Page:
The Irish Football Association has expressed its disappointment at James McClean’s recent comments about his time in the Northern Ireland set-up.
McClean represented Northern Ireland up to Under-21 level but rejected a call-up to the senior squad under Nigel Worthington and later declared his allegiance to the Republic of Ireland as allowed under a FIFA ruling.
A superb start to his Sunderland career saw him earn a quick call-up to Giovanni Trapattoni’s squad and he will be heading to Euro 2012 with his new team-mates at the end of the season.
But he is a controversial figure among Northern Ireland fans after declaring that he had used the IFA youth teams as a “stepping stone”, had always supported the Republic and that he felt Catholic players were made to feel unwelcome at Windsor Park.
Windsor Avenue has launched a series of initiatives in recent years to encourage cross-community football teams, and although McClean is not alone in declaring for the Republic, a handful of the current senior squad – including Celtic pair Paddy McCourt and Niall McGinn - are Catholic, as is new manager Michael O’Neill.
McClean’s suggestions that he felt ostracised by the conduct of some Northern Ireland fans, as well as the use of 'God Save the Queen' as the pre-match anthem, led to him receiving death threats on Twitter and the closing of the player’s account.
Today, the IFA put forward their side of the story.
“The Irish Football Association is disappointed by the comments made by James McClean in today’s media,” the statement read.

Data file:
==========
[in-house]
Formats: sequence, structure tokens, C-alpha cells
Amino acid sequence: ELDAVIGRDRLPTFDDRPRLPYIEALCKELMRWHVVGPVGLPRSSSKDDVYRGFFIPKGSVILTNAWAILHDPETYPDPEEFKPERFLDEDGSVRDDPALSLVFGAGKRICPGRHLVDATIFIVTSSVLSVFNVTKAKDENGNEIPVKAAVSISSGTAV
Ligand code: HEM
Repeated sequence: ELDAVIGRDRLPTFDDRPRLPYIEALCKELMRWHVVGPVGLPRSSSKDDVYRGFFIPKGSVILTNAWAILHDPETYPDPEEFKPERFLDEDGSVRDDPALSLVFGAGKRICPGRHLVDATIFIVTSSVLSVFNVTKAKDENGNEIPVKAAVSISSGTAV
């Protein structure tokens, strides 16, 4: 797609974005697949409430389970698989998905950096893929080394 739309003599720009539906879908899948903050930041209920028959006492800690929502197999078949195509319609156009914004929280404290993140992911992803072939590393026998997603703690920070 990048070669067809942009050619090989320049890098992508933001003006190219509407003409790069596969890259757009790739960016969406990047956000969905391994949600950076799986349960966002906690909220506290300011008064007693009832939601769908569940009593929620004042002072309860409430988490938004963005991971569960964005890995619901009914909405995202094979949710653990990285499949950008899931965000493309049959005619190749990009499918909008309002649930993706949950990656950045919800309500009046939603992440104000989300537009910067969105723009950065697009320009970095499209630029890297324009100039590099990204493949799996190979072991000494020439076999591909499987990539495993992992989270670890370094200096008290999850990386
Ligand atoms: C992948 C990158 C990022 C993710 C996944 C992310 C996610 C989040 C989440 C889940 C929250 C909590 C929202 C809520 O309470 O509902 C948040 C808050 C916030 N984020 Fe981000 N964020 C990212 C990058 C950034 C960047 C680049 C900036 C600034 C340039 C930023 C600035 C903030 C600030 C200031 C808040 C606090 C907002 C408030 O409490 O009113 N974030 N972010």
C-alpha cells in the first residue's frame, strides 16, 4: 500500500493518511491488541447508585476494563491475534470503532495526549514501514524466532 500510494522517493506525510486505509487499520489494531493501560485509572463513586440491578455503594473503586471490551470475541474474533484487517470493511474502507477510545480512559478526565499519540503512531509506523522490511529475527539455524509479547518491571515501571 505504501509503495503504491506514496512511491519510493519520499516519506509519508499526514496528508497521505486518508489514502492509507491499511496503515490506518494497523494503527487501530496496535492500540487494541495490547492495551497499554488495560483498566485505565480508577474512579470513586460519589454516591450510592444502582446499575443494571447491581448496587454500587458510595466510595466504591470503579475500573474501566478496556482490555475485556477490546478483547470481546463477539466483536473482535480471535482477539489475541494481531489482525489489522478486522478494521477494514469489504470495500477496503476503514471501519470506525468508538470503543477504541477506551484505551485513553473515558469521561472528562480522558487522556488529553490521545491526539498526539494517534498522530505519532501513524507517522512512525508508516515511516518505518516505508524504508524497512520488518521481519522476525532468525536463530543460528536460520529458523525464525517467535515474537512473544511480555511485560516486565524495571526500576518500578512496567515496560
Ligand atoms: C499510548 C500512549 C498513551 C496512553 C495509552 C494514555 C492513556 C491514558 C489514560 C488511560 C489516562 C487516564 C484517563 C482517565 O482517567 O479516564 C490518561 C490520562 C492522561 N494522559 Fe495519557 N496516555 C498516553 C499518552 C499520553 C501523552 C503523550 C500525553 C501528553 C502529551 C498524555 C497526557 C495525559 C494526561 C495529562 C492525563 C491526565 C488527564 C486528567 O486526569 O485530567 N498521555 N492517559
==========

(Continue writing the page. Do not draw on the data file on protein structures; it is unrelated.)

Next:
“The Irish FA’s strategic vision is to foster, develop and promote football for all throughout Northern Ireland. The Association has a very successful ’Football For All’ programme where the main objective of the programme is to make sure that the sport of football is welcoming and inclusive to all members of our society in Northern Ireland and we will continue to drive this initiative forward.
“We pride ourselves with the fact that all Northern Ireland international football teams – both past and present – have always involved players from all sections of the community.
“All our programmes – from grassroots football and our centres of excellence, to our girls and women’s football and disability development programmes – each and every one has always been cross community, promoting ’Football For All’.
"The Association runs many successful grassroots programmes and the numbers participating in these programmes and representing Northern Ireland at all age groups / levels and from all communities, continues to rise.
"The Irish FA will continue to develop our very successful and wide range of ’Football For All’ and community programmes in the areas of grassroots, domestic and International football."